Friday, August 26, 2011

I've Been Around the World and in the Washington Zoo

Actually it's the Smithsonian National Zoological Park, as mentioned on the banner at the Connecticut Ave. entrance on the warm afternoon of August 16. The prospect of an earthquake and then a hurricane wasn't on anyone's mind, I can assure you.

We didn't spend quite as long as we wanted for various logistical reasons, but we did take a look at a number of large animals and some smaller ones, especially in the Small Mammal House -- naked mole rats, meerkats, golden lion tamarins, lemurs, etc. -- where we lingered because of air conditioning.

We also experienced the full force of the zoo's panda cottage industry. Panda marketing begins with this innocuous bronze.

Since the zoo charges no admission, I'll cut the Smithsonian a little slack regarding its eagerness to sell panda gewgaws and gimcracks. But only so much slack. A panda shack near the entrance to the panda exhibit offered some panda merchandise, such as these panda umbrellas.

Stranger still, the shack also sells a t-shirt with the Hello Kitty character wearing a panda suit. For saccharinity, that's like putting honey on sugar cubes. But the shack was small potatoes compared to the indoor Panda Store across Panda Plaza. Pretty much all your panda needs can be met there.

In case shopping for panda merch makes you hungry, and willing to pay $10 for a hot dog with fries, there's always the Panda Plaza Grill.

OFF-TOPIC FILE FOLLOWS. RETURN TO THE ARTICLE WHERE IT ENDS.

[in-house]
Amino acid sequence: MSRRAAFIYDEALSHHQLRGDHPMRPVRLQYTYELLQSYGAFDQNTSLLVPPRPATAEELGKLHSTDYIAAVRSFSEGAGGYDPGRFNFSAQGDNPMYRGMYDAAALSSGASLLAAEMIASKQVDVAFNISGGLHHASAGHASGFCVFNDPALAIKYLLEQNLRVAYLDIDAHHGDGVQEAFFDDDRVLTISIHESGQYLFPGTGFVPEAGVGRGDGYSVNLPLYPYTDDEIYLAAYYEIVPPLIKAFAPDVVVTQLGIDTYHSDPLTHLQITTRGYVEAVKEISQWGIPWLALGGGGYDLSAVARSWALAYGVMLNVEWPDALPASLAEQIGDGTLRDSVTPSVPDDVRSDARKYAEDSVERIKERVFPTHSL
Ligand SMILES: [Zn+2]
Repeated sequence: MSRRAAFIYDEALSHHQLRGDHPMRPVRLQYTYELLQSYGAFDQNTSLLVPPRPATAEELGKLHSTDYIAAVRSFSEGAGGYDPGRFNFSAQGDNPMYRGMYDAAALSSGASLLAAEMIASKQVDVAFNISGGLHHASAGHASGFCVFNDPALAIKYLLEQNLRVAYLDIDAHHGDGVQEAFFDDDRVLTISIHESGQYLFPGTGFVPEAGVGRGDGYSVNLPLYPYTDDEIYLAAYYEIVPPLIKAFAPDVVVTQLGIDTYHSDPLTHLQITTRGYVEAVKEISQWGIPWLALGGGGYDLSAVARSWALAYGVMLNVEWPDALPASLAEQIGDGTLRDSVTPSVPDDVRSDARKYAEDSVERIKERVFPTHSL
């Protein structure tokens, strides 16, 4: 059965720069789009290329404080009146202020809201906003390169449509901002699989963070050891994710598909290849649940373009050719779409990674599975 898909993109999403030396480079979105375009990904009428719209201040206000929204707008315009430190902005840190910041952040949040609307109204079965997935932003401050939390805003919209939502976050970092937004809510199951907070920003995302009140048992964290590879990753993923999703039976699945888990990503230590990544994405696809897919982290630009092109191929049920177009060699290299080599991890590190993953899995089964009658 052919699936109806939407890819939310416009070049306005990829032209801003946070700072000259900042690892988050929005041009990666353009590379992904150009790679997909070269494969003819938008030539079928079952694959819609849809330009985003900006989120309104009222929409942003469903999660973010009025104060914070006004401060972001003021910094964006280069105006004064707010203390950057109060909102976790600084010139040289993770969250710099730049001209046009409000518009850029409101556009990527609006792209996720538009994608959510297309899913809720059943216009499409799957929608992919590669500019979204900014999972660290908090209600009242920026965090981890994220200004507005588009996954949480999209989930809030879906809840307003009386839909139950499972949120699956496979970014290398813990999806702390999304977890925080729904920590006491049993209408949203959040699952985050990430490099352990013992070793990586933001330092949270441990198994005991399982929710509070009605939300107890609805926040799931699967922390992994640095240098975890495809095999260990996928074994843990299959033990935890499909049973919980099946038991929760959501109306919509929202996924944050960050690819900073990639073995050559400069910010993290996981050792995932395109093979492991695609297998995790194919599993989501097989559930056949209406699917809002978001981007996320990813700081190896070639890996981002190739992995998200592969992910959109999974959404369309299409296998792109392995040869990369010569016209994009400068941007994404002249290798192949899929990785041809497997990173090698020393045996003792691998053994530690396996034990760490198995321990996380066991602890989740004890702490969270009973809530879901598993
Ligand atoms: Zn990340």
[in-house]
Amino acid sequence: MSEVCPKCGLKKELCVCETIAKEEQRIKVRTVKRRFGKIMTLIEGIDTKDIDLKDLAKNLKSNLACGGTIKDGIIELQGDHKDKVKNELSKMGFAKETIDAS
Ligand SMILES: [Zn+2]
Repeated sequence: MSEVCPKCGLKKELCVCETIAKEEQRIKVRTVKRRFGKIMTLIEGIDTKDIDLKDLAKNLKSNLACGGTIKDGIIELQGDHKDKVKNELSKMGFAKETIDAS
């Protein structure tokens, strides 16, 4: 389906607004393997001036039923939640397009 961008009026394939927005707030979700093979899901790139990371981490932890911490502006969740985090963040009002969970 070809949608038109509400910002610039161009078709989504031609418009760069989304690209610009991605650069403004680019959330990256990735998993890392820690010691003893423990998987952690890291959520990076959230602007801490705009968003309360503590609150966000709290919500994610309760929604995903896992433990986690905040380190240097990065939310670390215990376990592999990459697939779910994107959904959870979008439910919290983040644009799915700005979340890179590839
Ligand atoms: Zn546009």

Finally, the zoo is home to a couple of actual pandas, Mei Xiang and Tian Tian. Unlike the late Hsing-Hsing and Ling-Ling, which I believe played ping-pong (well, maybe not) and were given to the United States by the People's Republic of China in the early '70s, the current pandas are only borrowed from China under an agreement that runs until 2015, unless it's renewed.

As leisurely as a panda's life might seem, Mei Xiang and Tian Tian have to breed or risk being returned. "If... either panda is found unsuitable for breeding, the two institutions will discuss the possibility of exchanging them with breeding pandas from China," the zoo's web site says. So the bears need to get it on. Again. They had a cub about five years ago that was sent to China last year to do stud duty for the pandas there, in as much as that's possible,

The National Zoo pandas were visible during our visit in separate indoor spaces. They were doing what I understand pandas do most of the time, eating bamboo. None of our pics turned out even remotely well, so I'm not going publish them and pretend they're Hipstamatic. But the bears looked well. A lot better than the dirty, flea-bitten pandas we saw at the Beijing Zoo.

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